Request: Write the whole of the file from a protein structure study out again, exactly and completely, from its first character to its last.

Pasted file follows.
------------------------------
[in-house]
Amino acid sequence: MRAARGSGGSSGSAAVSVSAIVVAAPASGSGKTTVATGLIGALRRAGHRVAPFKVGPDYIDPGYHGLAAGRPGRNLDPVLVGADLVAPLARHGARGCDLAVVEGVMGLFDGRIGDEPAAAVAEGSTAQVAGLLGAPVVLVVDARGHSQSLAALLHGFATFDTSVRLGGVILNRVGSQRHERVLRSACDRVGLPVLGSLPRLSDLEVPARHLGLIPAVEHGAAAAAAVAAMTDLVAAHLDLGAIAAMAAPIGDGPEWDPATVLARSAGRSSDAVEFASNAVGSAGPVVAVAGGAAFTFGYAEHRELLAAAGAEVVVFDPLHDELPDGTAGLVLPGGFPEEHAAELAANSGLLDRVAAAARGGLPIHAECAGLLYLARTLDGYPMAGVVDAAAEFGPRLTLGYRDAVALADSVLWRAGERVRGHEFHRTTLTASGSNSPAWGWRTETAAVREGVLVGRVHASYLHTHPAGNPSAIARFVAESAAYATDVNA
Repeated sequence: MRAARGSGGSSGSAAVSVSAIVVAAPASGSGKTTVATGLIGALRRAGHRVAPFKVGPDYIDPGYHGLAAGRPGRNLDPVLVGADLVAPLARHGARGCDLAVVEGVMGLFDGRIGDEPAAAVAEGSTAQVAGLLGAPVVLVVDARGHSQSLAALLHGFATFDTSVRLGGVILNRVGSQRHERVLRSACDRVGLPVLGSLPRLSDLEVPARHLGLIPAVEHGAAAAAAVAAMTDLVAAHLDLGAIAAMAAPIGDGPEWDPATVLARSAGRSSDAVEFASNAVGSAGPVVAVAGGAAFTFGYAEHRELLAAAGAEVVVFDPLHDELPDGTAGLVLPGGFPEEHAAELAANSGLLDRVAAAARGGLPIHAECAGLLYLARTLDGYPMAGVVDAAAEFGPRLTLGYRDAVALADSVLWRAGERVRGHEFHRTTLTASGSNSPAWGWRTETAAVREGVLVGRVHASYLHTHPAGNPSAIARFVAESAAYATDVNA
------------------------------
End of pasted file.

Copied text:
[in-house]
Amino acid sequence: MRAARGSGGSSGSAAVSVSAIVVAAPASGSGKTTVATGLIGALRRAGHRVAPFKVGPDYIDPGYHGLAAGRPGRNLDPVLVGADLVAPLARHGARGCDLAVVEGVMGLFDGRIGDEPAAAVAEGSTAQVAGLLGAPVVLVVDARGHSQSLAALLHGFATFDTSVRLGGVILNRVGSQRHERVLRSACDRVGLPVLGSLPRLSDLEVPARHLGLIPAVEHGAAAAAAVAAMTDLVAAHLDLGAIAAMAAPIGDGPEWDPATVLARSAGRSSDAVEFASNAVGSAGPVVAVAGGAAFTFGYAEHRELLAAAGAEVVVFDPLHDELPDGTAGLVLPGGFPEEHAAELAANSGLLDRVAAAARGGLPIHAECAGLLYLARTLDGYPMAGVVDAAAEFGPRLTLGYRDAVALADSVLWRAGERVRGHEFHRTTLTASGSNSPAWGWRTETAAVREGVLVGRVHASYLHTHPAGNPSAIARFVAESAAYATDVNA
Repeated sequence: MRAARGSGGSSGSAAVSVSAIVVAAPASGSGKTTVATGLIGALRRAGHRVAPFKVGPDYIDPGYHGLAAGRPGRNLDPVLVGADLVAPLARHGARGCDLAVVEGVMGLFDGRIGDEPAAAVAEGSTAQVAGLLGAPVVLVVDARGHSQSLAALLHGFATFDTSVRLGGVILNRVGSQRHERVLRSACDRVGLPVLGSLPRLSDLEVPARHLGLIPAVEHGAAAAAAVAAMTDLVAAHLDLGAIAAMAAPIGDGPEWDPATVLARSAGRSSDAVEFASNAVGSAGPVVAVAGGAAFTFGYAEHRELLAAAGAEVVVFDPLHDELPDGTAGLVLPGGFPEEHAAELAANSGLLDRVAAAARGGLPIHAECAGLLYLARTLDGYPMAGVVDAAAEFGPRLTLGYRDAVALADSVLWRAGERVRGHEFHRTTLTASGSNSPAWGWRTETAAVREGVLVGRVHASYLHTHPAGNPSAIARFVAESAAYATDVNA